Around 80% of dogs and 85% of cats aged 3 years plus suffer from active dental disease. If your pet is one of them, this article will help. It’s never too late to start preventative dental care for your beloved pet.
Firstly, we explore the links between canine dental hygiene and general health. Then we highlight a case study, which shows how applying probiotics (healthy good bacteria) to the teeth improved dental hygiene significantly.
This post focusses on using LUCAA+ Pet Probiotic Dental Care for dogs and cats, but it is equally suitable for horses, rabbits and other animals too.
Overview – Why is Pet Plaque Remover Necessary?
The build-up of plaque and tartar in the gums, teeth and tooth sockets is the leading cause of dental problems in dogs and cats. An adult cat has 30 teeth and an adult dog has forty-two. Smaller dogs are more predisposed to tartar formation than larger breeds. Pedigree cats are more predisposed to dental disease.
It’s essential to take action if your pet has bad breath, red (lightly bleeding) gums, yellowish plaque and/or a thick layer of tartar on their teeth. This is because without intervention these symptoms of gum disease can cause reluctance to eat and subdued behaviour, and also progress to more serious health conditions.
It can lead to two main types of periodontal disease – gingivitis and periodontitis.
What is Dental Plaque?
Dental plaque is a sticky, off-white layer that forms on the surface of teeth soon after eating. It is created when your pet’s alkaline saliva reacts with food residues. These deposits promote the growth of harmful bacteria. If plaque penetrates under their gums, it causes inflammation, bad breath and bleeding (gingivitis). Unchecked, this can lead to deeper inflammation, abscesses, decay and tooth loss (periodontal disease).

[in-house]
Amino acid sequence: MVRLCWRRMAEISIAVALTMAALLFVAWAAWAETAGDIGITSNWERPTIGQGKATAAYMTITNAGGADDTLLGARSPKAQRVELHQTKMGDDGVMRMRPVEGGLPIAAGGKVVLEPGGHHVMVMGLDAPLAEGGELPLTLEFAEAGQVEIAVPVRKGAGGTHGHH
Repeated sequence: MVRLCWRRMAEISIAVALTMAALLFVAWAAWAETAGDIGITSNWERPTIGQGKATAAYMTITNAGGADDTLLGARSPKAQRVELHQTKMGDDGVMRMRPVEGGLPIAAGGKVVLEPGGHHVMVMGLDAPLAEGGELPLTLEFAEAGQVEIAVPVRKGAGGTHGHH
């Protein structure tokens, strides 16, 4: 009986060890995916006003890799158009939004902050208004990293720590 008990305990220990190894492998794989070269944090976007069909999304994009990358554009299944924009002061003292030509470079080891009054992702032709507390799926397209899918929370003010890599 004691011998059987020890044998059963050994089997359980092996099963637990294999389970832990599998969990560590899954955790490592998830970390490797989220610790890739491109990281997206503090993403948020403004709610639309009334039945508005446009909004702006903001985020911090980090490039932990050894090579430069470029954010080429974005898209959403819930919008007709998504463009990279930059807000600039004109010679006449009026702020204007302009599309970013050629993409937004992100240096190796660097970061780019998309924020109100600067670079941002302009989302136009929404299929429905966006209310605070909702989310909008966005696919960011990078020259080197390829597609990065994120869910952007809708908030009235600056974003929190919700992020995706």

If not removed, dental plaque reacts with mineral salts (calcium phosphate) in the saliva and hardens to create tartar. As this process starts within 24 hours of eating it is vital to remove the deposits with a pet plaque remover on a daily basis to prevent the formation of tartar.
What is Dental Tartar?
Tartar is not just a cosmetic problem; it is a painful condition that gradually causes irreversible damage to the soft tissue and gums. It presents as a yellow-brown layer of discolouration. Over time, tartar increases inflammation beneath the gums until the teeth loosen. This exposes the sensitive roots and often leads to the loss of the affected tooth or teeth. Worse still, if untreated, the infection can spread to the rest of the body and cause heart, liver and kidney problems.
Although tartar can be successfully removed by ultrasonic descaling, this is usually only a temporary measure. It can be quite expensive and usually needs to be repeated on a regular basis. This is because a fine layer of plaque is re-deposited back on the teeth straight after the first meal. Without regular removal the plaque soon turns to tartar and the whole process starts again.
Signs of Poor Dental Health in Animals
- Chronic bad breath.
- Red, swollen, bleeding gums.
- Pain when chewing.
- Loss of appetite.
- Subdued behaviour.
- Visible plaque or tartar (discoloured, brown or yellowish teeth.
- Excessive saliva.
Why is Good Dental Hygiene Necessary?
The mouth is the portal to the body and a healthy mouth is linked to good health generally – for pets as well as humans. The key is to maintain a healthy balance of bacteria (‘good’ and ‘bad’) and other microorganisms found naturally in the mouth. This collection of naturally occurring microflora is called the microbiome.
The microbiome is the natural community of microorganisms, including bacteria (‘good’ and ‘bad’), viruses and fungi, that exist on skin, in the mouth, gut, and on surfaces, including in your home.
A diverse, healthy and dynamic microbiome supports good health, well-being and immunity. This is one of the most important factors in pet dental care.
An imbalanced microflora in the mouth produces an unpleasant smell, so bad breath can be an early warning sign of gum inflammation.
But new research is realising the crucial role of the oral microbiome in both oral and systemic disease: a healthy and balanced oral microbiome fosters good general health; but problems occur when the oral microbiome is out of balance.